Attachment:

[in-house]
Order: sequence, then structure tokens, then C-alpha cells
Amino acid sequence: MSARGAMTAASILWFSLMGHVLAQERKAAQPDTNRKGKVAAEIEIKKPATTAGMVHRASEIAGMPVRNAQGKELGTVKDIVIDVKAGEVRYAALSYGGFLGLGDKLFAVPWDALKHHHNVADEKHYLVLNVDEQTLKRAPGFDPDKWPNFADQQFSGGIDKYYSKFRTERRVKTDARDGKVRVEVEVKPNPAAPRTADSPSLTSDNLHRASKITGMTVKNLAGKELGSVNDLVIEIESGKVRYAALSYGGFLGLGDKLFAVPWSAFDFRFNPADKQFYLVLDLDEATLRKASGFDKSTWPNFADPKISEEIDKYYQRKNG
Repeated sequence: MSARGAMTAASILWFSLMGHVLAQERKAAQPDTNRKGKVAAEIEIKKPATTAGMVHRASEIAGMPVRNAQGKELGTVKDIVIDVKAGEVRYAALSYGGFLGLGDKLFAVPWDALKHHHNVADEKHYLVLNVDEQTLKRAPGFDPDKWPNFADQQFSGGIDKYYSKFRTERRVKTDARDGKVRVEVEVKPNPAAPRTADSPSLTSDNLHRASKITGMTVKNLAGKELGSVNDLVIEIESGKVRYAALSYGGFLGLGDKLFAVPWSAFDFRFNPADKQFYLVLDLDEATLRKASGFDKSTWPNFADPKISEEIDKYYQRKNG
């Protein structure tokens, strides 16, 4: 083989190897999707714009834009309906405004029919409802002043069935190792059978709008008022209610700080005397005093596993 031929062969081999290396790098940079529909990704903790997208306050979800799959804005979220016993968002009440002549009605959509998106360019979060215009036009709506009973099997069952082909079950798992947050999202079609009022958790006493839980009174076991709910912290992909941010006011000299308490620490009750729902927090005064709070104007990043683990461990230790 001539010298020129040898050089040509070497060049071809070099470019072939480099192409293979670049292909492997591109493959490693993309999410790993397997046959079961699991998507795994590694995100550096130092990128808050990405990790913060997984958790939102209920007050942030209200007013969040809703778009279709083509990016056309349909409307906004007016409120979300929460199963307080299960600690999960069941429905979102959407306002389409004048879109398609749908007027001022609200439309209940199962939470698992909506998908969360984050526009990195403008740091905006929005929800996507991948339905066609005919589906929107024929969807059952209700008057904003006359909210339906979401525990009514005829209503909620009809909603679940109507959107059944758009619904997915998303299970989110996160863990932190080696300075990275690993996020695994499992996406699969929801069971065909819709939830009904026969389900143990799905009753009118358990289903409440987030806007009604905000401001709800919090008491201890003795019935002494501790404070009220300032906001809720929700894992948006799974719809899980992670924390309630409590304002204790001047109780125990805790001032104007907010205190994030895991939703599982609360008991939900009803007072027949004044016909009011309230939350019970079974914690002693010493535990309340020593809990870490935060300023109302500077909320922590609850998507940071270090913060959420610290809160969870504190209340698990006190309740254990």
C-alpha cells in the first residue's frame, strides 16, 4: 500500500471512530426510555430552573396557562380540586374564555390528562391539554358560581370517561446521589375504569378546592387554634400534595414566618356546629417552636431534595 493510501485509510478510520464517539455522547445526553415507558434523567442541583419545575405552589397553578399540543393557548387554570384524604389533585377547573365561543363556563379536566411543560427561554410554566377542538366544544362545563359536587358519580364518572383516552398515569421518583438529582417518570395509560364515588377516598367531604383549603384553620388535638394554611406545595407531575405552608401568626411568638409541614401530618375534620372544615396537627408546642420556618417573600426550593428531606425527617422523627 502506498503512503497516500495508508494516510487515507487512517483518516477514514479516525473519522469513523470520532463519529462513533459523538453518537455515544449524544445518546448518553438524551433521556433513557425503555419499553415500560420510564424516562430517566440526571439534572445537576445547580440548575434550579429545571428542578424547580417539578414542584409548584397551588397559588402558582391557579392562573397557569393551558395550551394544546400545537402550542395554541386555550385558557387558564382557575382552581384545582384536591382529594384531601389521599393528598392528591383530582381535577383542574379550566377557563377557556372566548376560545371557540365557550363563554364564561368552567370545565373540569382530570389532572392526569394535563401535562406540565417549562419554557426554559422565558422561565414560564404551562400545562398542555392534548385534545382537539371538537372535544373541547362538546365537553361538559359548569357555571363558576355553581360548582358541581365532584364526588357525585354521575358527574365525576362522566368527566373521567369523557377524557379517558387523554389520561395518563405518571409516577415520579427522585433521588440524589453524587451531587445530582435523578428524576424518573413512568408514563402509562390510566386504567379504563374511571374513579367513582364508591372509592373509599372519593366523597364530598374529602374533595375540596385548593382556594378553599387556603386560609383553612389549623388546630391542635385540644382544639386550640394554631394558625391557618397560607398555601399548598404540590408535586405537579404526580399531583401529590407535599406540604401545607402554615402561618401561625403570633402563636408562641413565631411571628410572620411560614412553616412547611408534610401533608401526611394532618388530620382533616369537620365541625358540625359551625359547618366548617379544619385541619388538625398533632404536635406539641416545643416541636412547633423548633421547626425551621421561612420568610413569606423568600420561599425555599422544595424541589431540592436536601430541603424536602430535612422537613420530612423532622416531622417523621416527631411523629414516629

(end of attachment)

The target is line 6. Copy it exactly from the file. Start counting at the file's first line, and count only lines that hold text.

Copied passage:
C-alpha cells in the first residue's frame, strides 16, 4: 500500500471512530426510555430552573396557562380540586374564555390528562391539554358560581370517561446521589375504569378546592387554634400534595414566618356546629417552636431534595 493510501485509510478510520464517539455522547445526553415507558434523567442541583419545575405552589397553578399540543393557548387554570384524604389533585377547573365561543363556563379536566411543560427561554410554566377542538366544544362545563359536587358519580364518572383516552398515569421518583438529582417518570395509560364515588377516598367531604383549603384553620388535638394554611406545595407531575405552608401568626411568638409541614401530618375534620372544615396537627408546642420556618417573600426550593428531606425527617422523627 502506498503512503497516500495508508494516510487515507487512517483518516477514514479516525473519522469513523470520532463519529462513533459523538453518537455515544449524544445518546448518553438524551433521556433513557425503555419499553415500560420510564424516562430517566440526571439534572445537576445547580440548575434550579429545571428542578424547580417539578414542584409548584397551588397559588402558582391557579392562573397557569393551558395550551394544546400545537402550542395554541386555550385558557387558564382557575382552581384545582384536591382529594384531601389521599393528598392528591383530582381535577383542574379550566377557563377557556372566548376560545371557540365557550363563554364564561368552567370545565373540569382530570389532572392526569394535563401535562406540565417549562419554557426554559422565558422561565414560564404551562400545562398542555392534548385534545382537539371538537372535544373541547362538546365537553361538559359548569357555571363558576355553581360548582358541581365532584364526588357525585354521575358527574365525576362522566368527566373521567369523557377524557379517558387523554389520561395518563405518571409516577415520579427522585433521588440524589453524587451531587445530582435523578428524576424518573413512568408514563402509562390510566386504567379504563374511571374513579367513582364508591372509592373509599372519593366523597364530598374529602374533595375540596385548593382556594378553599387556603386560609383553612389549623388546630391542635385540644382544639386550640394554631394558625391557618397560607398555601399548598404540590408535586405537579404526580399531583401529590407535599406540604401545607402554615402561618401561625403570633402563636408562641413565631411571628410572620411560614412553616412547611408534610401533608401526611394532618388530620382533616369537620365541625358540625359551625359547618366548617379544619385541619388538625398533632404536635406539641416545643416541636412547633423548633421547626425551621421561612420568610413569606423568600420561599425555599422544595424541589431540592436536601430541603424536602430535612422537613420530612423532622416531622417523621416527631411523629414516629